Also, if we take Mr. Malik’s view to its logical conclusion, every forested area of the country would be mined because industry always provides jobs for thousands and in that case prosperity would be raining on us, because there were no dearth of mining activities and industrialization till the presiding government was hit by a huge boulder of mining scam. Instead, our rivers are polluted, farmlands are getting toxic everyday and large swathes of forests are denuded.
Farmers and forest dwellers don’t enrich the coffers of corrupt politicians and officials, industrialists do. Everyone knows how environmental clearances are given. We wonder, if a single industry in Odisha adheres to the basic environmental norms! Crores of rupees remain unpaid by the industries as water and electricity surcharge. Why no-one raises voice against that!
As citizens of a free country, we have the right to clean air, clean water which are poo-poohed by the presiding governments and industries. We are not against industrialization, but are deeply concerned how everything else is cornered in its name. The writer rightly assumes that mining is never a picnic. We hope he will make that understood to the cunning industrialists who assume it to be so! It is better not to mention the publicity oriented CSR activities of the business houses.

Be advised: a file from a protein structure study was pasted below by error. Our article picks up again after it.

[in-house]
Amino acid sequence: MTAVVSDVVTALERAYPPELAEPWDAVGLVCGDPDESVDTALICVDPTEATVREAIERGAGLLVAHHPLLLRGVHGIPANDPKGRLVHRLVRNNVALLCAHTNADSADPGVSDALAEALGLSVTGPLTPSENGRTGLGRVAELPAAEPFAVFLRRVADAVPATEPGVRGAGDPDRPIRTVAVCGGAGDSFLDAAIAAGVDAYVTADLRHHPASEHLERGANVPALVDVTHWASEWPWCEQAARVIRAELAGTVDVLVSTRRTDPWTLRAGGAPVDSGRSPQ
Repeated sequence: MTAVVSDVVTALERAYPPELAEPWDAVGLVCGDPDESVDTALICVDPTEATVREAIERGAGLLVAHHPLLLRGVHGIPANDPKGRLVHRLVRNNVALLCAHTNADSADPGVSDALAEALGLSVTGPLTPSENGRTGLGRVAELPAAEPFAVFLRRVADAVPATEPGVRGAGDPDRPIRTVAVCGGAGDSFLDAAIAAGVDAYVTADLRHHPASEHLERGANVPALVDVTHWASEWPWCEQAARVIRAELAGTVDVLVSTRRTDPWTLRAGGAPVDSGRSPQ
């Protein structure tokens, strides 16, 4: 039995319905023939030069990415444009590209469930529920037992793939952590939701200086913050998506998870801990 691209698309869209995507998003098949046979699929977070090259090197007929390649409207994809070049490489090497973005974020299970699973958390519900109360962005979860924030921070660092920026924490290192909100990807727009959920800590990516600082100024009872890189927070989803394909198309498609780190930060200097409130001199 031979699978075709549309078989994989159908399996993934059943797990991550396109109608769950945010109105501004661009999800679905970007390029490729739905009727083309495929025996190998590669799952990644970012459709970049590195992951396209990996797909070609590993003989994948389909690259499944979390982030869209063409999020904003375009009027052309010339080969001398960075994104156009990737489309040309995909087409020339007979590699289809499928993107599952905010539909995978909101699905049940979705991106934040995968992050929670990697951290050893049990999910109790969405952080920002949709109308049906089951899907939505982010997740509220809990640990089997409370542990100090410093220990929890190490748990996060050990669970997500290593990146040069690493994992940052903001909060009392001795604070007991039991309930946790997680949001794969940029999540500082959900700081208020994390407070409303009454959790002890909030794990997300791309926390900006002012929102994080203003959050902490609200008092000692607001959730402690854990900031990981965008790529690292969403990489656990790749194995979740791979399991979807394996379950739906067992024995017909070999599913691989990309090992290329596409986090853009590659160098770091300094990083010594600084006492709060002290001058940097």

Rahul Gandhi and congress might be out of tune with india’s hopes and dreams. But if Mr. Malik in his wisdom likes to ignore the verdict of the gram-sabhas and local sentiments and squarely blames Mr. Gandhi for blocking Vedanta, for once we people of western Odisha are thankful to that man.
Lastly, a senior journalist of Mr. Malik’s caliber should refrain from superficial analysis of such a grave issue. The Dongria Kondhs are scheduled as an endangered tribe. The Niyamgiri hills have religious sanctity for them not because of some blind faith, it is so because the hills have been a source of livelihood for the tribe for thousands of years. The adivasis know by instinct that once mining takes place, they will be bonded labourers in their own land, at the mercies of petty officials and contractors.
The writer also lacks empathy when he compares the mining of a fragile ecosystem to the construction of a flyover. Destroying a bio-diversity rich ecology that supports many medicinal plants, rare herbs and rivers for the profit of an industrial house and thereby jeopardizing the livelihoods of several thousands is not akin to building a flyover by a house.
By the way, would the writer give shelter to the tribesmen in his house, if the hills become treacherous and inhabitable due to mining and other activities as seen in Malin village Maharashtra and other man- made devastations?